River Cruising for a ‘Younger’ Demographic | TravelResearchOnline

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River Cruising for a ‘Younger’ Demographic

Saying “river cruising” and “younger demographic” may seem like an oxymoron. Perhaps you associate river cruising with retirees or folk nearing that age. I recently had the opportunity to cruise with AmaWaterways aboard the AmaCerto for their “Melodies of the Danube” wine-themed cruise. Our journey began in Budapest, through Austria and then into Germany. Although my travel companion (lucky friend!) and I were certainly the youngest passengers aboard the AmaCerto, we were entirely comfortable with the other guests. Age, it turns out, is no impediment to enjoying a great river cruise.

The average age of the passengers aboard our cruise was 50. The activities and atmosphere on the ship was very young, fast paced and almost exhausting. They joked on the first day how many passengers report they feel like they need a vacation once the cruise had come to an end and I scoffed. There were people significantly older than myself outlasting my friend and I almost every night on the dance floor! Only to further put our youth to shame by being able to wake up on time each morning for the scheduled tour. The “joke” I had previously written off was anything but.

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Marketing to a younger demographic is one of the newest initiatives of AmaWaterways. I sat down with Kristin Karst, the Vice President of AmaWaterways and picked her brain about how they plan on drawing in the 30 – early 40 year old demographic. Added technology for sharing experiences on social media while cruising, adding the option to tour cities via bicycles, and adding specialty themed cruises such as their beer cruise are all ways AmaWaterways is hoping to draw in a younger client base.

A few aspects of river cruising I enjoyed as a ‘young person:’

  • A smaller ship: The smaller ship offers a more personalized feel. You never felt like a herded mass as sometimes people do on larger ships.
  • Packed itinerary: Although this might be considered a con for a lot of people, I enjoyed being able to see as much of the region as possible in a short amount of time. People with full time jobs rarely can take two + weeks to vacation.
  • Complimentary Wifi: Us youngsters like to stay connected. Whether it was to check my email or upload a photo, I was able to do so on board with ease.
  • Healthy alternatives: For those of you who enjoy staying active and (somewhat) try to maintain a diet while on vacation, the ship offered a fitness area, a walking track on the top deck, options to tour via complementary bicycle and healthy options on the menu at breakfast and lunch.
  • Nighttime activities: This particular cruise was wine-themed, so several nights consisted of tours to wineries or music and dancing at local wine taverns. On the nights there were no scheduled excursions, the ship offered music and entertainment after dinner.

River cruising for the younger crowds may take a little time to catch on, but quality products like AmaWaterways will ensure it does.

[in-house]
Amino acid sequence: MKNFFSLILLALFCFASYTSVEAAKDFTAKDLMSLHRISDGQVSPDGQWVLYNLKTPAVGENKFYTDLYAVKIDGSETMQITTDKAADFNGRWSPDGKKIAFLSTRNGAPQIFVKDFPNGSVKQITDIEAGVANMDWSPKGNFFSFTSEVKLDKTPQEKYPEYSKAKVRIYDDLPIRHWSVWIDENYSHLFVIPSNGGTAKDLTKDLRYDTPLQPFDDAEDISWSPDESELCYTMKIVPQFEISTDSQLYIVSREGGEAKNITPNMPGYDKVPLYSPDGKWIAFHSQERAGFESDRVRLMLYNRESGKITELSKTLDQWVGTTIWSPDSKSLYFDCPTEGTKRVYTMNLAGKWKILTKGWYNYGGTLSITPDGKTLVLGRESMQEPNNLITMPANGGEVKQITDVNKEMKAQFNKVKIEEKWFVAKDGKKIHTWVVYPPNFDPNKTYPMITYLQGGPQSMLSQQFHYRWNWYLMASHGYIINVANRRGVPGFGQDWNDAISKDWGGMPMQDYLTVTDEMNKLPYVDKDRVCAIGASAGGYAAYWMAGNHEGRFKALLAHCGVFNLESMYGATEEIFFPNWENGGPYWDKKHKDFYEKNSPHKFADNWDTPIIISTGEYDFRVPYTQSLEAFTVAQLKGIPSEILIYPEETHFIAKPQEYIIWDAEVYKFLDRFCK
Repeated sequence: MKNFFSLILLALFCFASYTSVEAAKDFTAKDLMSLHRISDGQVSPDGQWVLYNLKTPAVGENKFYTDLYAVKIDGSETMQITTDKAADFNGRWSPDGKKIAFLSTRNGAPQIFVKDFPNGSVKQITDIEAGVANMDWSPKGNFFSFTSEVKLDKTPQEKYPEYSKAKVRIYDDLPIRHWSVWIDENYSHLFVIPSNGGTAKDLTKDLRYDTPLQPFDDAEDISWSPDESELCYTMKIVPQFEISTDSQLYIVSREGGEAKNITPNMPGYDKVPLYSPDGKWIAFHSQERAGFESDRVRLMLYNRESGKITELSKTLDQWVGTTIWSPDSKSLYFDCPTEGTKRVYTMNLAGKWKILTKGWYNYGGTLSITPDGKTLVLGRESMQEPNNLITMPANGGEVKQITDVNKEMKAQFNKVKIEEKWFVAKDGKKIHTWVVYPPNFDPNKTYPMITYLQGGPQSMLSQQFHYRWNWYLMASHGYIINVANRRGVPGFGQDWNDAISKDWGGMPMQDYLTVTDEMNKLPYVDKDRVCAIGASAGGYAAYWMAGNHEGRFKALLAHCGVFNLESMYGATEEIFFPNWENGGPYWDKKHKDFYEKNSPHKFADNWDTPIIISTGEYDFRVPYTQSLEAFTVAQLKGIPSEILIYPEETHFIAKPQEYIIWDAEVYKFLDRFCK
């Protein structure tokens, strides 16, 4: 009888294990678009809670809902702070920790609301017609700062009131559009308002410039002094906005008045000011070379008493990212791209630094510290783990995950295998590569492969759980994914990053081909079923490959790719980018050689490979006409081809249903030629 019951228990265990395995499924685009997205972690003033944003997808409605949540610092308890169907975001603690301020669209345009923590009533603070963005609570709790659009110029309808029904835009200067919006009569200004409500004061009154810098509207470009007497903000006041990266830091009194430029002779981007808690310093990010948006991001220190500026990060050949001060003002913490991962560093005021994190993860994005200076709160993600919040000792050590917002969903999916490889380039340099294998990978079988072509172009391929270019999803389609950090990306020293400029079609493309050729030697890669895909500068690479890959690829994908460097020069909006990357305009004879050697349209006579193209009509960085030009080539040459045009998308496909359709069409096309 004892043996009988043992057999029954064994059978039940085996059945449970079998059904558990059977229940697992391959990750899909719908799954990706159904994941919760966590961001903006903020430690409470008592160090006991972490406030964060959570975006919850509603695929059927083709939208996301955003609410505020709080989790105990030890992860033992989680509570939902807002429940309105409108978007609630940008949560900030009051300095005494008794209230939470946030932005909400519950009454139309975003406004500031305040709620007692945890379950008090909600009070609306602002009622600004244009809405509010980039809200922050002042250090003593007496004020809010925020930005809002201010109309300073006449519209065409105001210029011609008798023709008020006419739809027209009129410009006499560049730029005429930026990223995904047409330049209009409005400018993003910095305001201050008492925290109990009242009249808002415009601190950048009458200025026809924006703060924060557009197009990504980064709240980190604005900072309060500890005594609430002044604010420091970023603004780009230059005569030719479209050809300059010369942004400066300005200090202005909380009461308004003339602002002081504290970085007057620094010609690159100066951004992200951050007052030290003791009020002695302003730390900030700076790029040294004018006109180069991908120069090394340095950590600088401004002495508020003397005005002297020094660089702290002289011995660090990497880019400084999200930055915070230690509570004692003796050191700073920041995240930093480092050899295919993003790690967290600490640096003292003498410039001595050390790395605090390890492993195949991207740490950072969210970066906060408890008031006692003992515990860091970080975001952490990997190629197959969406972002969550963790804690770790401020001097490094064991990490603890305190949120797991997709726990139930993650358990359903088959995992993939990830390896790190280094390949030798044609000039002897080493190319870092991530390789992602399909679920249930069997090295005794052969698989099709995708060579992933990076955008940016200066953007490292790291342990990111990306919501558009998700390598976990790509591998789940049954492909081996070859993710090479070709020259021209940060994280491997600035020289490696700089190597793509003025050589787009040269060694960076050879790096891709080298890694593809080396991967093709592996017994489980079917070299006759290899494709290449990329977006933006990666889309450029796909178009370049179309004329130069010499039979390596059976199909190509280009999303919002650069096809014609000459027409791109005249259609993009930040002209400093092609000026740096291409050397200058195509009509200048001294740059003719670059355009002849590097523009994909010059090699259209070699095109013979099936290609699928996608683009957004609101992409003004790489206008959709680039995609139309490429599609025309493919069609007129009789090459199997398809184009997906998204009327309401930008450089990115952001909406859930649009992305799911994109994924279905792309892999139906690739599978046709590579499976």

Disclosure: AmaWaterways provided my travel expenses and did not provide any additional compensation. They did not require that I write this blog post, nor did they request it. The opinions are completely my own based on my experience.

  3 thoughts on “River Cruising for a ‘Younger’ Demographic

  1. Susan Keith says:

    I also enjoyed a wine cruise with AMA Waterways myself and had a wonderful time. We had a very mixed age crowd and everyone was very active-there were so many tour options included including biking. It was such fun!

  2. Great post, Caroline. You are in the travel business, so your natural curiosity and role as an industry observer while aboard provided a sense of engagement that others your age may or may not share. I agree that most travelers under 50 would have an excellent time aboard a European riverboat, but I think the trick is in the marketing. Younger travelers must weigh their various options when spending their discretionary dollars for a vacation, and I’m not sure that the marketing departments of the riverboat operators have enough to work with. By this I mean that the operations folks need to come up with more activities that appeal to younger sensibilities insofar as engaging with the destination. Having bikes available is one, but that’s just a start. Not an easy task, to be sure. But I am confident that some of the riverboat operators will soon break from the pack in this regard.

  3. Susan Kerr says:

    I had the rare opportunity to take my 12 year old daughter on an Avalon Waterways FAM along the Rhine. While I was warned she would be the youngest on the ship, I felt Europe would be a good experience for her. She had a wonderful time on the cruise! It just so happened there was a multi generational family onboard traveling with their daughter age 13 and son 16. My daughter also enjoyed dining with the older guests and they found her very delightful company. The age range was diverse on our cruise. There was even a young honeymoon couple aboard. We had a fabulous time!

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